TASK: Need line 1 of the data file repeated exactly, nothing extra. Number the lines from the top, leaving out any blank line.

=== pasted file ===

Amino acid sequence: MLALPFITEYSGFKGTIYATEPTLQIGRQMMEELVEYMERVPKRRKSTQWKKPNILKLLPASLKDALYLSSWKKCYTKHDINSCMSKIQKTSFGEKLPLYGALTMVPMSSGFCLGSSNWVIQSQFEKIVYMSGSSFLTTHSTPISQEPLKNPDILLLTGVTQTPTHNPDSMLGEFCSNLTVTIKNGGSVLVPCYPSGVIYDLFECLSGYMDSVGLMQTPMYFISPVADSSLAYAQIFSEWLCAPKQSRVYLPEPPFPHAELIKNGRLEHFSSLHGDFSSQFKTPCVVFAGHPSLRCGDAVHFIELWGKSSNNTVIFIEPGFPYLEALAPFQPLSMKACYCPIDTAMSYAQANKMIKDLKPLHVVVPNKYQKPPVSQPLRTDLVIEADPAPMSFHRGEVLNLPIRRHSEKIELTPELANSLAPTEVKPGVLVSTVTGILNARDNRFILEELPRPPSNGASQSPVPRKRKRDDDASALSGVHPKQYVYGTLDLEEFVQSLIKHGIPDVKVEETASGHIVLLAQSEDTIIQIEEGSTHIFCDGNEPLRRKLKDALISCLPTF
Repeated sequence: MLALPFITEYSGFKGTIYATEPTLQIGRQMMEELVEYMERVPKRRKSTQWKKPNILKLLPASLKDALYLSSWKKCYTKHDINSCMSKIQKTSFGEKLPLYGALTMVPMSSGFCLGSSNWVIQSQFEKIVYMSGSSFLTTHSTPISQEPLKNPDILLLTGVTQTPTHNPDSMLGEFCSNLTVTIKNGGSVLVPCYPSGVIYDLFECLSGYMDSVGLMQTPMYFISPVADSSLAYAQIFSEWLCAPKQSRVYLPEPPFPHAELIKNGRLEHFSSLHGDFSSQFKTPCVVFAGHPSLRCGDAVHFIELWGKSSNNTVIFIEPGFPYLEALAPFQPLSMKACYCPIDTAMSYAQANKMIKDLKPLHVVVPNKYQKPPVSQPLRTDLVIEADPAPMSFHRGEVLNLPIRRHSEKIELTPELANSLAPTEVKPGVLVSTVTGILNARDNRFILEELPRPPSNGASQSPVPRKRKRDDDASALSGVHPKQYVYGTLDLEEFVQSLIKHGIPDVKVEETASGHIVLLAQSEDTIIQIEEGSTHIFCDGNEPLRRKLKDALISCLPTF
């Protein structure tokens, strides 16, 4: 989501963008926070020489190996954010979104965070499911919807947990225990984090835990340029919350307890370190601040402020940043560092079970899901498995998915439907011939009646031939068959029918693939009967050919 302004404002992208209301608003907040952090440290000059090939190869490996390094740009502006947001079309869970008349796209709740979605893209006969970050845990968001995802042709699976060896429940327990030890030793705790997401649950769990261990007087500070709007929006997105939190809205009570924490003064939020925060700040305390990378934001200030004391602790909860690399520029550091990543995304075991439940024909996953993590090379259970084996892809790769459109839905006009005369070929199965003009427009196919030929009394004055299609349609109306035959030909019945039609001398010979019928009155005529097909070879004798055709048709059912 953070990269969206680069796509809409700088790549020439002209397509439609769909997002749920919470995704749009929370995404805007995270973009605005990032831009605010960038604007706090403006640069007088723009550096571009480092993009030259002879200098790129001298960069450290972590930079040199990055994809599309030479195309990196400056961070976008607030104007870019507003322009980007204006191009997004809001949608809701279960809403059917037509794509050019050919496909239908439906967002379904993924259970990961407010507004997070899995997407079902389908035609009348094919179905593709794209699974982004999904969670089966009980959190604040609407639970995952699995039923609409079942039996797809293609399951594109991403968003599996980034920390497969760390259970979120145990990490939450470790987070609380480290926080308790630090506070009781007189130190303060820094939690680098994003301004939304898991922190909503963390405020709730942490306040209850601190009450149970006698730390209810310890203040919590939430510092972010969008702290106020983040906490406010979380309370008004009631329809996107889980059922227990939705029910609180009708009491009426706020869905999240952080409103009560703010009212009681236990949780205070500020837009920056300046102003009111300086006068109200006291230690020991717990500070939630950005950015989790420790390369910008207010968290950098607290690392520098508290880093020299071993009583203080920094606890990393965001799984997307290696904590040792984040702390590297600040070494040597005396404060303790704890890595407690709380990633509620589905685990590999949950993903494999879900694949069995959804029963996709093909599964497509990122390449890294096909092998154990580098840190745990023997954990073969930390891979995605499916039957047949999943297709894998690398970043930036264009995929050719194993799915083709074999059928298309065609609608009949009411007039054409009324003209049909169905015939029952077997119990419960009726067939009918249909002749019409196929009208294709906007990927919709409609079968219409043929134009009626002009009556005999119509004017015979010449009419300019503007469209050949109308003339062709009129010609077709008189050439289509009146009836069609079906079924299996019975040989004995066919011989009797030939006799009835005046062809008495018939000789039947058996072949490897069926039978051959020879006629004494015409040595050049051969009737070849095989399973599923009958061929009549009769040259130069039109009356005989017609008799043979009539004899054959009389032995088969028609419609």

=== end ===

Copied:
Amino acid sequence: MLALPFITEYSGFKGTIYATEPTLQIGRQMMEELVEYMERVPKRRKSTQWKKPNILKLLPASLKDALYLSSWKKCYTKHDINSCMSKIQKTSFGEKLPLYGALTMVPMSSGFCLGSSNWVIQSQFEKIVYMSGSSFLTTHSTPISQEPLKNPDILLLTGVTQTPTHNPDSMLGEFCSNLTVTIKNGGSVLVPCYPSGVIYDLFECLSGYMDSVGLMQTPMYFISPVADSSLAYAQIFSEWLCAPKQSRVYLPEPPFPHAELIKNGRLEHFSSLHGDFSSQFKTPCVVFAGHPSLRCGDAVHFIELWGKSSNNTVIFIEPGFPYLEALAPFQPLSMKACYCPIDTAMSYAQANKMIKDLKPLHVVVPNKYQKPPVSQPLRTDLVIEADPAPMSFHRGEVLNLPIRRHSEKIELTPELANSLAPTEVKPGVLVSTVTGILNARDNRFILEELPRPPSNGASQSPVPRKRKRDDDASALSGVHPKQYVYGTLDLEEFVQSLIKHGIPDVKVEETASGHIVLLAQSEDTIIQIEEGSTHIFCDGNEPLRRKLKDALISCLPTF